Loser: Grassoline's Dark Side

DuPont-Danisco and other advocates are touting biofuels derived from switchgrass, but the environmental benefits are highly questionable

Illustration: Mckibillo

This is part of IEEE Spectrum's special report: Winners & Losers VII

Of all the possible biofuel crops that can be grown in the United States, perhaps the most attractive is Panicum virgatum, otherwise known as switchgrass. A hardy perennial native to North America, it needs little fertilizer and water, and pests don’t seem to like it much. So it holds out the shimmering promise of one day producing vast quantities of fuel in ”carbon neutral” fashion, absorbing as much carbon dioxide in growth as it releases when burned.

Compared with sugarcane or corn, though, switchgrass is tricky to use, because it provides cellulose—the natural polymer that gives plants their rigidity—rather than simple sugars. So you need to do some elaborate processing, first to break down the cellulose and then to ferment the resulting sugary brew so that it turns into ethanol, which can be served neat or blended with gasoline. As yet, nobody has succeeded in producing switchgrass ethanol on a commercial scale, and the economics of doing so remain fuzzy.

Itasca mapOne company that believes it’s on the verge of success is DuPont Danisco Cellulosic Ethanol (DDCE), based in Itasca, Ill. Founded in May 2008 by DuPont and Danisco, DDCE has just completed a pilot ethanol plant in Vonore, Tenn., which is slated to open officially in a few months. The facility, built in partnership with the University of Tennessee, will be able to produce almost a million liters (250 000 gallons) of ethanol per year from either switchgrass or corncobs. DDCE then plans to build a much larger plant in Tennessee with a capacity of nearly 60 million L a year. Meanwhile, it’s taking advantage of more than US $70 million in state support to enlist farmers to start growing the grass now. The company is thus positioning itself on the cutting edge of a new ”grassoline”-based economy.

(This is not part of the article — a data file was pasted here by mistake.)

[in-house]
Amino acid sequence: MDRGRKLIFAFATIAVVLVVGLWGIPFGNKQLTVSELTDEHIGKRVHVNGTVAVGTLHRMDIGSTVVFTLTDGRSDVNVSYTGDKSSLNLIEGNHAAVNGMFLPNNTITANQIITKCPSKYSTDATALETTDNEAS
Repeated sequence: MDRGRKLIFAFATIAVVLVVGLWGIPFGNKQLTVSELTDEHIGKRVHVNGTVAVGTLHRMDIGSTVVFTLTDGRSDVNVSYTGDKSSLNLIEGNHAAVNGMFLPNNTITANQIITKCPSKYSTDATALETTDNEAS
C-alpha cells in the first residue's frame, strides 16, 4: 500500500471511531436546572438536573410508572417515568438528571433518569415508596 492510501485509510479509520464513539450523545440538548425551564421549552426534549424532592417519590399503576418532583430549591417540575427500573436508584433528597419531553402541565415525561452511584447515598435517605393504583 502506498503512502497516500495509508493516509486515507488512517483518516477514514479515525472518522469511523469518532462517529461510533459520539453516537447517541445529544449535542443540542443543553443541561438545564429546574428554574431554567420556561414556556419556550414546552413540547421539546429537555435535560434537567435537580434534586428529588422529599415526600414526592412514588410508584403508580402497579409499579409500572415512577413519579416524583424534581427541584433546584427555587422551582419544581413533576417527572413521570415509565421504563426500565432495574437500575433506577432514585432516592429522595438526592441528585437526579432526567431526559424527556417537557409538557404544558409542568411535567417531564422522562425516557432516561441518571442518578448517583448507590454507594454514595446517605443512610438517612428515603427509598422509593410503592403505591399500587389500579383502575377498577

”We’re doing scale-up and commercialization,” says Vonnie Estes, vice president of commercial development and marketing for DDCE. ”Once we get it up and going, it’ll be competitive with gasoline—I have no doubt.”

Perhaps she should have doubts. Here’s one: Will it be possible to transform the half billion or so cars and trucks in the United States so that they can use more homegrown ethanol and less gasoline? Even Estes sees that hurdle. ”That’s one of the big issues—creating the market,” she says.

But even if a market does emerge and DDCE’s production process proves highly profitable, this technology can’t be considered a winner. Why? Because it will fail to satisfy the main premise for adopting it in the first place: to benefit the environment. A simple thought experiment sheds light on the dark side of grassoline.

Suppose you replaced all the gasoline the United States now uses with switchgrass-derived ethanol. How much land would that take? The United States consumes 522 billion L of gasoline a year. Because of the difference in energy density, you need about 1.5 L of ethanol to replace a liter of gasoline. So the yearly requirement for ethanol would be about 780 billion L. A hectare of switchgrass can supply about 4700 L of ethanol a year, so the United States would need to devote roughly 170 million hectares (420 million acres) to it.

That’s an enormous quantity of land—almost as much as the country now devotes to farming. And even if you covered all that land with switchgrass, it wouldn’t produce enough fuel to supply the country’s diesel trucks and buses, its jet aircraft, or the homes and businesses that use petroleum for heating fuel.